2023 has been the year of AI – generative AI in particular has a “meteoric rise”, in the words of Coursera’s new Job Skills of 2024 research.
Writing in the report, Andrew Ng, co-founder and chairman at the learning tech giant, noted: “Just as electricity transformed industries a century ago, AI is reshaping our global economy.”
McKinsey estimates that generative AI could contribute $4.4 trillion annually to the global economy in productivity gains.
Ng continued: “In this rapidly evolving world, leaders have a responsibility to equip the individuals they serve with the necessary AI skills, not only to enhance their employability, but also to empower them to reshape the nature of their work.”
The good news is that that learners, and organizations, are well aware of the need for AI – and specifically generative AI skills – given the disruption this emerging technology is expected to have on the future of work.
Coursera’s Job Skills of 2024 did a deep dive into the data from 5 million learners and 3,000 businesses in 100 countries worldwide round that AI-related skills drove record-breaking course enrollments in 2023.
Coursera’s data shows there was a whopping 157% year-on-year increase in enrollments in generative AI courses.
Talking exclusively to UNLEASH, Coursera’s managing director for EMEA Hadi Moussa shares: “Our internal data indicates that a learner enrolled in a Generative AI course on Coursera roughly every minute in 2023.
“Similarly, our most recent addition to our generative AI course portfolio, ‘Generative AI for Everyone’, received 43,000 total enrollments in its first week after release, making it our fastest-growing course in 2023.”
However, Coursera’s report found that AI skills weren’t everything – and the fastest growing skills overall in 2023 were softer, human skills – for Moussa, this was the most surprising finding in Coursera’s Job Skills of 2024 report.
This finding confirms recent conclusions from LinkedIn.
92% of leaders in the US and the UK surveyed by the professional social network believe that people skills are more important than ever, plus 72% of US executives think that people skills are more valuable to their organization than AI skills.
Coursera found that fastest growing skills of 2023 were in fact business skills, especially those linked with digital marketing and customer experience.
Moussa adds: “Seven of our ten fastest-growing skills are business skills – for individuals seeking to render themselves more employable, it is essential to remember that being able to acquire and demonstrate these skills is as important as knowing how to utilize specific technologies.”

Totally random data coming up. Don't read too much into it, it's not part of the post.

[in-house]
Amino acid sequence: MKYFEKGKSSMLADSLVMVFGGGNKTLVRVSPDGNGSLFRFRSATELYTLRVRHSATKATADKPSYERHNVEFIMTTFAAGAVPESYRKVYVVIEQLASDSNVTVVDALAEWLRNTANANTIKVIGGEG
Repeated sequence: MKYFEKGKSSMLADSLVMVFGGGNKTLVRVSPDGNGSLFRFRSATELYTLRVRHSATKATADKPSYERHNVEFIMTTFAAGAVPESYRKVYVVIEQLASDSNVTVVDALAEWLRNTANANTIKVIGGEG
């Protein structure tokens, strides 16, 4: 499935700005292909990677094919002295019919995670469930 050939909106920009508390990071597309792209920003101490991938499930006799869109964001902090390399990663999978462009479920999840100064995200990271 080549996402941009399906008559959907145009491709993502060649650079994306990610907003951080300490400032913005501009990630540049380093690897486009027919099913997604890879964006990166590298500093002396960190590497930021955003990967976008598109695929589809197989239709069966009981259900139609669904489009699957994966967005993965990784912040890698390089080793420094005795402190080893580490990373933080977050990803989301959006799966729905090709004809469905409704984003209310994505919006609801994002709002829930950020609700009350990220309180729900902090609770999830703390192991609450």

Leaderships skills as vital as AI
As well as business skills, Coursera’s 2024 skills report also found that leadership skills are becoming more prominent – all leadership skills tracked by Coursera increased their rank in 2023.
Talking about this trend, Moussa comments: “Companies should remember that while every organization benefits from having talented data scientists, machine learning specialists, and cybersecurity engineers, much of their success hinges on whether their workforce can work with people, and understand the demands of a changing world.”
Organizations have been through immense change in the 2020s so far, and 2024 is looking like no exception. There is going to be a need for leaders to focus in on empathy, team building and team management next year.
Remember, managers are major factor in whether people stay or leave their jobs, so dialing into leadership skills can help reduce attrition crises and the talent shortages companies are facing.
“It’s crucial that businesses and individuals realize the need for people who are capable of steering teams through rapid change,” continues Moussa.
Ultimately, “as more basic tasks become automated, learners and leaders alike are realizing that only with a blend of the right technical and soft skills will they be well-placed for success,” states Moussa.
He concludes that HR leaders have a crucial role in getting learning right in 2024.
“Any strong learning and development program begins with taking the time to understand existing competencies – skills benchmarking is the first step,” Moussa adds.
“Once a leader knows whether its skills gaps are technical or human, they will be well-placed to take the necessary steps to remedy those gaps.”
It’s time to say goodbye to one-size-fits-all approaches to learning in 2024, and for learning leaders to step up, and use their expertise to find the best solutions for their people and their employer.
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